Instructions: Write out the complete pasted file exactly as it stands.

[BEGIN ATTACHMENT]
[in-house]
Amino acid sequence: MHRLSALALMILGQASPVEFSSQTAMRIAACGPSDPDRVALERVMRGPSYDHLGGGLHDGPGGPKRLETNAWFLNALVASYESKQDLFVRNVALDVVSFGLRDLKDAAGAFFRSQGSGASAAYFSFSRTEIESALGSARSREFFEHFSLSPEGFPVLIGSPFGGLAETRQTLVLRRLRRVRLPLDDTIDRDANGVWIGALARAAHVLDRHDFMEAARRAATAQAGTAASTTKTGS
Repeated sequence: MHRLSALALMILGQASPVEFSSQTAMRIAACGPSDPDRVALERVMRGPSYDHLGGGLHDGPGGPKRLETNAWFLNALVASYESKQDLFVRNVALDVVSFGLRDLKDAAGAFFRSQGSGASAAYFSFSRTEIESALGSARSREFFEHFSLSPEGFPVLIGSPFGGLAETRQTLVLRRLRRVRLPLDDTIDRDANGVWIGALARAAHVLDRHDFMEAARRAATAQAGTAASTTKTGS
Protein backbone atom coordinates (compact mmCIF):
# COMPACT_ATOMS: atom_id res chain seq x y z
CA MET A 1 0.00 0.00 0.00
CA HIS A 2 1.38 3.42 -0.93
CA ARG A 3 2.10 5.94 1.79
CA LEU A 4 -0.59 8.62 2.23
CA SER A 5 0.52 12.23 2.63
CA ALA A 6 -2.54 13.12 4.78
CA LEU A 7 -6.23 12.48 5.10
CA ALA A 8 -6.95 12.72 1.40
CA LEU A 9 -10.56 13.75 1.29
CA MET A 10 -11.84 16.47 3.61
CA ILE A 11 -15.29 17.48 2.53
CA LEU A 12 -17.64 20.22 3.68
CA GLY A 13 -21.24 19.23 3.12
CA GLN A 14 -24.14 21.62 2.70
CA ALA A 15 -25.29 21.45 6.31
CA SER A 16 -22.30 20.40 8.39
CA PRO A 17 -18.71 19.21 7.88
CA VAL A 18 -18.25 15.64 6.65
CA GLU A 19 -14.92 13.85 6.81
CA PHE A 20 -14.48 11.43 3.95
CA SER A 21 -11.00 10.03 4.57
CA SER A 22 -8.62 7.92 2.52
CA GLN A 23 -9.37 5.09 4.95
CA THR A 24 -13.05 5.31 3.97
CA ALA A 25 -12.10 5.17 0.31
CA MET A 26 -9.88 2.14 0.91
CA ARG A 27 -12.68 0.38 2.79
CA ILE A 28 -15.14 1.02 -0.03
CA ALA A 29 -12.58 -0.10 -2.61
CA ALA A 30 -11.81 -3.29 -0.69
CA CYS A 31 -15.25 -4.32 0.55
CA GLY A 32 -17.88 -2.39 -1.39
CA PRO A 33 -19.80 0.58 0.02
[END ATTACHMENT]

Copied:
[in-house]
Amino acid sequence: MHRLSALALMILGQASPVEFSSQTAMRIAACGPSDPDRVALERVMRGPSYDHLGGGLHDGPGGPKRLETNAWFLNALVASYESKQDLFVRNVALDVVSFGLRDLKDAAGAFFRSQGSGASAAYFSFSRTEIESALGSARSREFFEHFSLSPEGFPVLIGSPFGGLAETRQTLVLRRLRRVRLPLDDTIDRDANGVWIGALARAAHVLDRHDFMEAARRAATAQAGTAASTTKTGS
Repeated sequence: MHRLSALALMILGQASPVEFSSQTAMRIAACGPSDPDRVALERVMRGPSYDHLGGGLHDGPGGPKRLETNAWFLNALVASYESKQDLFVRNVALDVVSFGLRDLKDAAGAFFRSQGSGASAAYFSFSRTEIESALGSARSREFFEHFSLSPEGFPVLIGSPFGGLAETRQTLVLRRLRRVRLPLDDTIDRDANGVWIGALARAAHVLDRHDFMEAARRAATAQAGTAASTTKTGS
Protein backbone atom coordinates (compact mmCIF):
# COMPACT_ATOMS: atom_id res chain seq x y z
CA MET A 1 0.00 0.00 0.00
CA HIS A 2 1.38 3.42 -0.93
CA ARG A 3 2.10 5.94 1.79
CA LEU A 4 -0.59 8.62 2.23
CA SER A 5 0.52 12.23 2.63
CA ALA A 6 -2.54 13.12 4.78
CA LEU A 7 -6.23 12.48 5.10
CA ALA A 8 -6.95 12.72 1.40
CA LEU A 9 -10.56 13.75 1.29
CA MET A 10 -11.84 16.47 3.61
CA ILE A 11 -15.29 17.48 2.53
CA LEU A 12 -17.64 20.22 3.68
CA GLY A 13 -21.24 19.23 3.12
CA GLN A 14 -24.14 21.62 2.70
CA ALA A 15 -25.29 21.45 6.31
CA SER A 16 -22.30 20.40 8.39
CA PRO A 17 -18.71 19.21 7.88
CA VAL A 18 -18.25 15.64 6.65
CA GLU A 19 -14.92 13.85 6.81
CA PHE A 20 -14.48 11.43 3.95
CA SER A 21 -11.00 10.03 4.57
CA SER A 22 -8.62 7.92 2.52
CA GLN A 23 -9.37 5.09 4.95
CA THR A 24 -13.05 5.31 3.97
CA ALA A 25 -12.10 5.17 0.31
CA MET A 26 -9.88 2.14 0.91
CA ARG A 27 -12.68 0.38 2.79
CA ILE A 28 -15.14 1.02 -0.03
CA ALA A 29 -12.58 -0.10 -2.61
CA ALA A 30 -11.81 -3.29 -0.69
CA CYS A 31 -15.25 -4.32 0.55
CA GLY A 32 -17.88 -2.39 -1.39
CA PRO A 33 -19.80 0.58 0.02